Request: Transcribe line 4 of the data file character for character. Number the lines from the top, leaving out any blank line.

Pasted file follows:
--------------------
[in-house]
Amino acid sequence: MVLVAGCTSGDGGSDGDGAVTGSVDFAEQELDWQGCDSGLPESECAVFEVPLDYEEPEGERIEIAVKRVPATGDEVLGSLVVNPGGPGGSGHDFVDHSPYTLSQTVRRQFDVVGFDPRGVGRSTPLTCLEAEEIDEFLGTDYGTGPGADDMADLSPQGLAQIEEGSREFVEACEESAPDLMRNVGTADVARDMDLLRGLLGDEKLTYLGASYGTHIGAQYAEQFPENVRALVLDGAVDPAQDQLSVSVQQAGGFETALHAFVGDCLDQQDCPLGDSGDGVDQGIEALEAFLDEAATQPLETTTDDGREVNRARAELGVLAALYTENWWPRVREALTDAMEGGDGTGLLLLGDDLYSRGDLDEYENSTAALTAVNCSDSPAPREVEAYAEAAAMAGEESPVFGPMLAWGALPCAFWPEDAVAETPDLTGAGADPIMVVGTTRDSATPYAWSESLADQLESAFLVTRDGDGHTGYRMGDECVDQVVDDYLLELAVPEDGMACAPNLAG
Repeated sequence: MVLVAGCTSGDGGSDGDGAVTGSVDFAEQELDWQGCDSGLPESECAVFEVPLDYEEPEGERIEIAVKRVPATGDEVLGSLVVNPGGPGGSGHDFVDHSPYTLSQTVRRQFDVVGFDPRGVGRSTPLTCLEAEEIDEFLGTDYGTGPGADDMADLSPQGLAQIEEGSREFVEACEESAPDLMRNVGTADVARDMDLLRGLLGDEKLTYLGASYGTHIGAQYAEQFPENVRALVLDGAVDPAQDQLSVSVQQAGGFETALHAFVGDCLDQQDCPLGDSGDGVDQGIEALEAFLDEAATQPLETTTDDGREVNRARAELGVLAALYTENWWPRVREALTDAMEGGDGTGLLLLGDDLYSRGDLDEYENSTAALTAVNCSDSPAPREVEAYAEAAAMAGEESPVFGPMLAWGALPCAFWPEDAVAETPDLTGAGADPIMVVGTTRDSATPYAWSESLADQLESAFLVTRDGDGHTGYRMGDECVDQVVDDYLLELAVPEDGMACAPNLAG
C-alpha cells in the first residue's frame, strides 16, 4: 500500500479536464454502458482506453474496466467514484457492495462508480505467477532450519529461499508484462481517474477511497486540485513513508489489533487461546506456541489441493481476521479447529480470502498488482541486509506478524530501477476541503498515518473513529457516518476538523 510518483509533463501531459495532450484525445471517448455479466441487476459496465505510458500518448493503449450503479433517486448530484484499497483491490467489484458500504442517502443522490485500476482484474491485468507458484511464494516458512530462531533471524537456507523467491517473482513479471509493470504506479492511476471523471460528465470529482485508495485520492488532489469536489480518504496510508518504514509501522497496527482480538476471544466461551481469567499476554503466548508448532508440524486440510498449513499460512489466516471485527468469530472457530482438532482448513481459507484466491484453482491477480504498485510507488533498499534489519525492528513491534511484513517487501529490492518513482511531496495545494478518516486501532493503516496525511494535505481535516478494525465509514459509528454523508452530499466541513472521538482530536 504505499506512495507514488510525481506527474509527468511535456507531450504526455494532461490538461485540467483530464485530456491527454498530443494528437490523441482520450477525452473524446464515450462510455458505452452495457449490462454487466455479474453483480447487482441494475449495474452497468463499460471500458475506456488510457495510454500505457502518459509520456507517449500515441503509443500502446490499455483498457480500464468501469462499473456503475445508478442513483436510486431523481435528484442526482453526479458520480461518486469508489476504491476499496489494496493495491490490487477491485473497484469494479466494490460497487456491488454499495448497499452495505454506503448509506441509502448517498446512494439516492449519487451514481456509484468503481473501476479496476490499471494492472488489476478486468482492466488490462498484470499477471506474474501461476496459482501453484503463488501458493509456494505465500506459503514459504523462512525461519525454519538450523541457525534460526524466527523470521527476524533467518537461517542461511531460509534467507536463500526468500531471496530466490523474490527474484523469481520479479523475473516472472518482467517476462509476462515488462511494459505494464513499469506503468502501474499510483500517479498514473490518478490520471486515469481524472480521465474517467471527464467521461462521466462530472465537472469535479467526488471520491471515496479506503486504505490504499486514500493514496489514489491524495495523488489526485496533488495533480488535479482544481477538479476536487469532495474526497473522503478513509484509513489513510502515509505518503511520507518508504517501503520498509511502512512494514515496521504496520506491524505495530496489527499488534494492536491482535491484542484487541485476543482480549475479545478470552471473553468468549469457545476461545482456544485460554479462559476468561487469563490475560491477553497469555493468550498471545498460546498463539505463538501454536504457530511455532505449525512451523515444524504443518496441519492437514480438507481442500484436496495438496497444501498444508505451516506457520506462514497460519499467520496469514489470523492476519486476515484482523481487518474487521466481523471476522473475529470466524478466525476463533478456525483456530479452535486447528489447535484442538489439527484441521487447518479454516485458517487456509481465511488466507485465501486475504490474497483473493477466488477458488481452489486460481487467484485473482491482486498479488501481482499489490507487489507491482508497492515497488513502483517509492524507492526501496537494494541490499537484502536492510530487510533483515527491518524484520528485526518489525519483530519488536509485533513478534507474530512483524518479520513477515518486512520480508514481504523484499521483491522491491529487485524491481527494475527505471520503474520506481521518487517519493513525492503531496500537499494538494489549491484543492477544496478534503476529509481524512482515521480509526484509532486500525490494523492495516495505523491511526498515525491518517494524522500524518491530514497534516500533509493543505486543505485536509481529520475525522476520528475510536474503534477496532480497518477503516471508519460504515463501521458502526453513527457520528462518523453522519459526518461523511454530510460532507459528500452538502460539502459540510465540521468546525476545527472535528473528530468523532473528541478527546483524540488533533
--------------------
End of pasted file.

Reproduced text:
C-alpha cells in the first residue's frame, strides 16, 4: 500500500479536464454502458482506453474496466467514484457492495462508480505467477532450519529461499508484462481517474477511497486540485513513508489489533487461546506456541489441493481476521479447529480470502498488482541486509506478524530501477476541503498515518473513529457516518476538523 510518483509533463501531459495532450484525445471517448455479466441487476459496465505510458500518448493503449450503479433517486448530484484499497483491490467489484458500504442517502443522490485500476482484474491485468507458484511464494516458512530462531533471524537456507523467491517473482513479471509493470504506479492511476471523471460528465470529482485508495485520492488532489469536489480518504496510508518504514509501522497496527482480538476471544466461551481469567499476554503466548508448532508440524486440510498449513499460512489466516471485527468469530472457530482438532482448513481459507484466491484453482491477480504498485510507488533498499534489519525492528513491534511484513517487501529490492518513482511531496495545494478518516486501532493503516496525511494535505481535516478494525465509514459509528454523508452530499466541513472521538482530536 504505499506512495507514488510525481506527474509527468511535456507531450504526455494532461490538461485540467483530464485530456491527454498530443494528437490523441482520450477525452473524446464515450462510455458505452452495457449490462454487466455479474453483480447487482441494475449495474452497468463499460471500458475506456488510457495510454500505457502518459509520456507517449500515441503509443500502446490499455483498457480500464468501469462499473456503475445508478442513483436510486431523481435528484442526482453526479458520480461518486469508489476504491476499496489494496493495491490490487477491485473497484469494479466494490460497487456491488454499495448497499452495505454506503448509506441509502448517498446512494439516492449519487451514481456509484468503481473501476479496476490499471494492472488489476478486468482492466488490462498484470499477471506474474501461476496459482501453484503463488501458493509456494505465500506459503514459504523462512525461519525454519538450523541457525534460526524466527523470521527476524533467518537461517542461511531460509534467507536463500526468500531471496530466490523474490527474484523469481520479479523475473516472472518482467517476462509476462515488462511494459505494464513499469506503468502501474499510483500517479498514473490518478490520471486515469481524472480521465474517467471527464467521461462521466462530472465537472469535479467526488471520491471515496479506503486504505490504499486514500493514496489514489491524495495523488489526485496533488495533480488535479482544481477538479476536487469532495474526497473522503478513509484509513489513510502515509505518503511520507518508504517501503520498509511502512512494514515496521504496520506491524505495530496489527499488534494492536491482535491484542484487541485476543482480549475479545478470552471473553468468549469457545476461545482456544485460554479462559476468561487469563490475560491477553497469555493468550498471545498460546498463539505463538501454536504457530511455532505449525512451523515444524504443518496441519492437514480438507481442500484436496495438496497444501498444508505451516506457520506462514497460519499467520496469514489470523492476519486476515484482523481487518474487521466481523471476522473475529470466524478466525476463533478456525483456530479452535486447528489447535484442538489439527484441521487447518479454516485458517487456509481465511488466507485465501486475504490474497483473493477466488477458488481452489486460481487467484485473482491482486498479488501481482499489490507487489507491482508497492515497488513502483517509492524507492526501496537494494541490499537484502536492510530487510533483515527491518524484520528485526518489525519483530519488536509485533513478534507474530512483524518479520513477515518486512520480508514481504523484499521483491522491491529487485524491481527494475527505471520503474520506481521518487517519493513525492503531496500537499494538494489549491484543492477544496478534503476529509481524512482515521480509526484509532486500525490494523492495516495505523491511526498515525491518517494524522500524518491530514497534516500533509493543505486543505485536509481529520475525522476520528475510536474503534477496532480497518477503516471508519460504515463501521458502526453513527457520528462518523453522519459526518461523511454530510460532507459528500452538502460539502459540510465540521468546525476545527472535528473528530468523532473528541478527546483524540488533533